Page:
MA-BAP, s. ‘Ap ma-bap hai khudawand!’ ‘You, my Lord, are my mother and father!’ This is an address from a native, seeking assistance, or begging release from a penalty, or reluctant to obey an order, which the young sahib hears at first with astonishment, but soon as a matter of course.

MABAR, n.p. The name given in the Middle Ages by the Arabs to that coast of India which we call Coromandel. The word is Ar. ma’bar, ‘the ferry or crossing-place.’ It is not clear how the name came to be applied, whether because the Arab vessels habitually touched at its ports, or because it was the place of crossing to Ceylon, or lastly whether it was not an attempt to give meaning to some native name. [The Madras Gloss. says it was so called because it was the place of crossing from Madura to Ceylon; also see Logan, Malabar, i. 280.] We know no occurrence of the term earlier than that which we give from Abdallatif.

c. 1203.—“I saw in the hands of an Indian trader very beautiful mats, finely woven and painted on both sides with most pleasing colours. … The merchant told me … that these mats were woven of the Indian plantain … and that they sold in Mabar for two dinars apiece.”—Abd-Allatif, Relation de l’Egypte, p. 31.

1279- 86.—In M. Pauthier’s notes on Marco Polo very curious notices are extracted from Chinese official annals regarding the communications, in the time of Kublai Kaan, between that Emperor and Indian States, including Ma-pa-’rh.—(See pp. 600–605.)

c. 1292.—“When you leave the Island of Seilan and sail westward about 60 miles, you come to the great province of Maabar, which is styled India the Greater: it is the best of all the Indies, and is on the mainland.”—Marco Polo, Bk. iii. ch. 16.

c. 1300.—“The merchants export from Ma’bar silken stuffs, aromatic roots; large pearls are brought from the sea. The productions of this country are carried to ’Irák, Khorásán, Syria, Russia and Europe.”—Rashiduddin, in Elliot, i. 69.

1303.—“In the beginning of this year (703 H.), the Maliki-’Azam, Takiú-d-dín … departed from the country of Hind to the passage (ma’bar) of corruption. The King of Ma’bar was anxious to obtain his property and wealth, but Malik Mu’azzam Siráju-d-dín, son of the deceased, having secured his goodwill, by the payment of 200,000 dínárs; not only obtained the wealth, but rank also of his father.”—Wassáf, in Elliot, iii. 45.

1310.—“The country of Ma’bar, which is so distant from Dehli that a man travelling with all expedition could only reach it after a journey of 12 months, there the arrow of any holy warrior had not yet reached.”—Amír Khusrú, in Elliot, iii. 85.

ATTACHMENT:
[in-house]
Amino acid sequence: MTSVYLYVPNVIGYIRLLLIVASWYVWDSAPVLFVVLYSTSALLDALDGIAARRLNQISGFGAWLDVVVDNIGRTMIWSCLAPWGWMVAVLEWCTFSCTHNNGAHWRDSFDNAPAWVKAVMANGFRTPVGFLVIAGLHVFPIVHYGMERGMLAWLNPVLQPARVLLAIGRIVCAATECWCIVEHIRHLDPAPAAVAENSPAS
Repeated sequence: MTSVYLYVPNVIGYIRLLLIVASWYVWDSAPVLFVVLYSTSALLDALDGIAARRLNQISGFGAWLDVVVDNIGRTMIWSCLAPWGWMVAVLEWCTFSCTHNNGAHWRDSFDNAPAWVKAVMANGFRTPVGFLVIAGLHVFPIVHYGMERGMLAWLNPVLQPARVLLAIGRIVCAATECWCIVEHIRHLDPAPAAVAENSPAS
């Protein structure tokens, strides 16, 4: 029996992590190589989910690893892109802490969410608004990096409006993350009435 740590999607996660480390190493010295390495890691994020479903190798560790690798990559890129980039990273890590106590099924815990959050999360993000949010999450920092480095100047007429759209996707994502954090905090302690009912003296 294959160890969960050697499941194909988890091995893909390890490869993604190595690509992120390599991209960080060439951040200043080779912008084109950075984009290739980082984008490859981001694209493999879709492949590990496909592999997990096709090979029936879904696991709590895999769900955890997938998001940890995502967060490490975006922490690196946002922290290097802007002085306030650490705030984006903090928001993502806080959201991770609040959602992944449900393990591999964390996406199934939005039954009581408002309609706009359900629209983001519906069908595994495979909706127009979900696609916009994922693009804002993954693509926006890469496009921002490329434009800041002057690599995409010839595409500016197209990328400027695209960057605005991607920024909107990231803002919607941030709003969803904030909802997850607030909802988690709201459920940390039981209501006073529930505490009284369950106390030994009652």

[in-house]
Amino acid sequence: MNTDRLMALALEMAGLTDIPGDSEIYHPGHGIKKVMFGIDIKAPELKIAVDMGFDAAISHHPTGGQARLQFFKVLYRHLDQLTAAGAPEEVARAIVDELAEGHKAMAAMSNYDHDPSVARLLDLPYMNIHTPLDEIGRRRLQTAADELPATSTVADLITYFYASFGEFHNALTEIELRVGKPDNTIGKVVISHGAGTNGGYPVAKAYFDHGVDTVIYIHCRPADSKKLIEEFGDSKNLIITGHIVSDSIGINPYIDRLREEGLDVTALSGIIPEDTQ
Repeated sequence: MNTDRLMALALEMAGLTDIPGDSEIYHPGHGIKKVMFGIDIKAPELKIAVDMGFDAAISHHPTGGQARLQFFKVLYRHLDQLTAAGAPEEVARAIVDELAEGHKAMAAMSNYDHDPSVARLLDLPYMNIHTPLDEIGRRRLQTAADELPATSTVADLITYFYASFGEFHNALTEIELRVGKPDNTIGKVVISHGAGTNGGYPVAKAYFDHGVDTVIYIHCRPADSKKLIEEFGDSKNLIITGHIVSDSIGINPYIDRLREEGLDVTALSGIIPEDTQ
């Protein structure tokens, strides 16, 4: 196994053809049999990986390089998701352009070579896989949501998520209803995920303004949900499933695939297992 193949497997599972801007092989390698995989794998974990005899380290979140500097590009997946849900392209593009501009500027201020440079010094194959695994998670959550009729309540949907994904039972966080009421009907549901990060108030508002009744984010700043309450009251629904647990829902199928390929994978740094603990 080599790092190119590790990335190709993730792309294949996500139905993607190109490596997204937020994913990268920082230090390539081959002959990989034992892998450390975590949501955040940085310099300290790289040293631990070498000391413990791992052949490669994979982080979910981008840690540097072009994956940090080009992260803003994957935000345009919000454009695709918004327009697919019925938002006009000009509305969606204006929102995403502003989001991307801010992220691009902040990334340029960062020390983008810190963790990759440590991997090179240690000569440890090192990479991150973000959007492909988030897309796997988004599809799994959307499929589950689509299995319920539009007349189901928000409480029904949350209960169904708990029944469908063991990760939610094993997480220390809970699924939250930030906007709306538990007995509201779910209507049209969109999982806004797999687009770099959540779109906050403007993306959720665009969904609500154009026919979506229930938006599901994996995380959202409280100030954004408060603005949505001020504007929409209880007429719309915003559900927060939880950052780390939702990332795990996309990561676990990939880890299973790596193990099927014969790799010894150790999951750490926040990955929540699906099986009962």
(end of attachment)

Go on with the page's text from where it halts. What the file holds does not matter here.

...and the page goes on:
c. 1330.—“The third part (of India) is Ma’bar, which begins some three or four days journey to the eastward of Kaulam; this territory lies to the east of Malabar. … It is stated that the territory Ma’bar begins at the Cape Kumhari, a name which applies both to a mountain and a city. … Biyyardawal is the residence of the Prince of Ma’bar, for whom horses are imported from foreign countries.”—Abulfeda, in Gildemeister, p. 185. We regret to see that M. Guyard, in his welcome completion of Reinaud’s translation of Abulfeda, absolutely, in some places, substitutes “Coromandel” for “Ma’bar.” It is French fashion, but a bad one.

c. 1498.—“Zo deser stat Kangera anlenden alle Kouffschyff die in den landen zo doyn hauen, ind lijcht in eyner provincie Moabar genant.”—Pilgerfahrt des Ritters Arnold von Harff (a fiction-monger), p. 140.

1753.—“Selon cet autorité le pays du continent qui fait face à l’île de Ceilan est Maabar, ou le grande Inde: et cette interpretation de Marc-Pol est autant plus juste, que maha est un terme Indien, et propre même à quelques langues Scythiques ou Tartares, pour signifier grand. Ainsi, Maabar signifie la grande region.”—D’Anville, p. 105. The great Geographer is wrong!

MACAO, n.p.

a. The name applied by the Portuguese to the small peninsula and the city built on it, near the mouth of Canton River, which they have occupied since 1557. The place is called by the Chinese Ngao-maan (Ngao, ‘bay or inlet,’ Man, ‘gate’). The Portuguese name is alleged to be taken from A- ma-ngao, ‘the Bay of Ama,’ i.e. of the Mother, the so-called ‘Queen of Heaven,’ a patroness of seamen. And indeed Amacao is an old form often met with.

c. 1567.—“Hanno i Portoghesi fatta vna picciola cittáde in vna Isola vicina a’ i liti della China chiamato Machao … ma i datii sono del Rè della China, e vanno a pagarli a Canton, bellissima cittáde, e di grande importanza, distante da Machao due giorni e mezzo.”—Cesare de’ Federici, in Ramusio, iii. 391.

c. 1570.—“On the fifth day of our voyage it pleased God that we arrived at … Lampacau, where at that time the Portugals exercised their commerce with the Chineses, which continued till the year 1557, when the Mandarins of Canton, at the request of the Merchants of that Country, gave us the port of Macao, where the trade now is; of which place (that was but a desart Iland before) our countrymen made a very goodly plantation, wherein there were houses worth three or four thousand Duckats, together with a

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